Around this time, Srila Prabhupada wrote in Back to Godhead, "Leaders of world politics such as Mr. Churchill have nowadays begun to think of … trying to get rid of the terrible national frenzy of hate. The frenzy of hatred is another side of the frenzy of love. The frenzy of love of Hitler's own countrymen has produced the concomitant frenzy of hatred for others, and the present war is the result of such . . . love and hatred. So when we wish to get rid of the frenzy of hate, we must be prepared to get rid of the frenzy of so-called love."
Almost fifty years later, the frenzy of national love and hate is still with us. Srila Prabhupada once said, "They call themselves the United Nations, but actually they are becoming disunited more and more."
The U.N. has occasionally succeeded in negotiating peace agreements. For example, the U.N. mediated the talks that led to the end of the Iran-Iraq war of 1980-1988. But the movement toward peace came only after a bloody battlefield stalemate that killed millions and exhausted the resources of both sides.
The Disease of Nationalism
Modern civilization, despite its attempts at international cooperation under the banner of the U.N., is in fact still dominated by nationalism, which provides endless causes of conflict. In The Historical Evolution of Modern Nationalism, Carlton Hayes noted, "The Industrial Revolution, despite its cosmopolitan potentialities, has been largely nationalized in actual fact. Modern scholarship, despite its scientific claims and its ubiquitous nature, has been preponderantly enlisted in support of nationalism. Philosophies which in origin were not expressly nationalist and were sometimes definitely intended to be anti-nationalist … have been copiously drawn upon and frequently distorted for nationalist purposes." These words, written in 1931, still hold true today.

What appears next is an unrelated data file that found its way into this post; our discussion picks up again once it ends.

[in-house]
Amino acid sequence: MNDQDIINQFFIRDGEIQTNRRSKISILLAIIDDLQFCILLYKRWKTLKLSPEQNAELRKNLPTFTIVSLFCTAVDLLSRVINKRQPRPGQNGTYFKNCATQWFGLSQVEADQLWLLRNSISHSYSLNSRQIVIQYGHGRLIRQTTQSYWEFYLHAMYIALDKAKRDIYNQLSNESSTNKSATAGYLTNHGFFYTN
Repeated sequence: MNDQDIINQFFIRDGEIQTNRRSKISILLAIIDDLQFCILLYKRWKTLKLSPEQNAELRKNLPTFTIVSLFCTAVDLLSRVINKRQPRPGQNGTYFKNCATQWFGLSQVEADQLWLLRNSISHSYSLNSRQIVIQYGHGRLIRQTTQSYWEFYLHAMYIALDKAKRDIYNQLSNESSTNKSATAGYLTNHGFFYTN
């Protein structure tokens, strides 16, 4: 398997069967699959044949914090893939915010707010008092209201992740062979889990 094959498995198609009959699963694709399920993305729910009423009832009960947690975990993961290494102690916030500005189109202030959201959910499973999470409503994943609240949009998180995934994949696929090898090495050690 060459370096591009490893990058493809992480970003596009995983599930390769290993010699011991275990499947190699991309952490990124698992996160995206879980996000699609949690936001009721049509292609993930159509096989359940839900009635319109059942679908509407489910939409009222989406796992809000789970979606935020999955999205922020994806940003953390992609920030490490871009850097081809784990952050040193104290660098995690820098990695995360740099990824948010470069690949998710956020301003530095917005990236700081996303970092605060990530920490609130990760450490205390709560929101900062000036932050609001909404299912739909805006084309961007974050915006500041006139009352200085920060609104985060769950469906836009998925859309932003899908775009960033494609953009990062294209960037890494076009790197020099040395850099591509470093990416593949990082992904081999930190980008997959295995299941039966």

For many people, the nation has become an object of almost religious veneration. In The Faces of Nationalism, historian Boyd Shafer wrote of the modern nationalist,
His nation had a lay priesthood the high national secular … who cared for and preached to citizens to inform them of their duties. His nation also had its … defenders of the faith the soldiers … who went out to battle against the forces of evil, the devilish enemy nations. … His nation had its constitution (holy book) and its laws (its moral commandments), which all citizens were obliged to obey. … He paid his taxes (higher than medieval tithes). …He took oaths (sacraments) saying he would be a good and faithful citizen (servant). He made pilgrimages to his capital and its famed buildings … His heroes (saints and martyrs) were buried in solemn national cemeteries (Arlington).
What does the Vedic literature say about this holy nationalism? The Srimad-Bhagavatam is forthright: "Anyone who reveres his homeland is no better than a cow or an ass."
My neighbors in San Diego have dogs that bark loudly when strangers walk by their yards. And when a human being calls himself American, Russian, or Japanese and considers his home turf worth fighting and dying for, his consciousness, theBhagavatam says, is at bottom no better than that of an animal.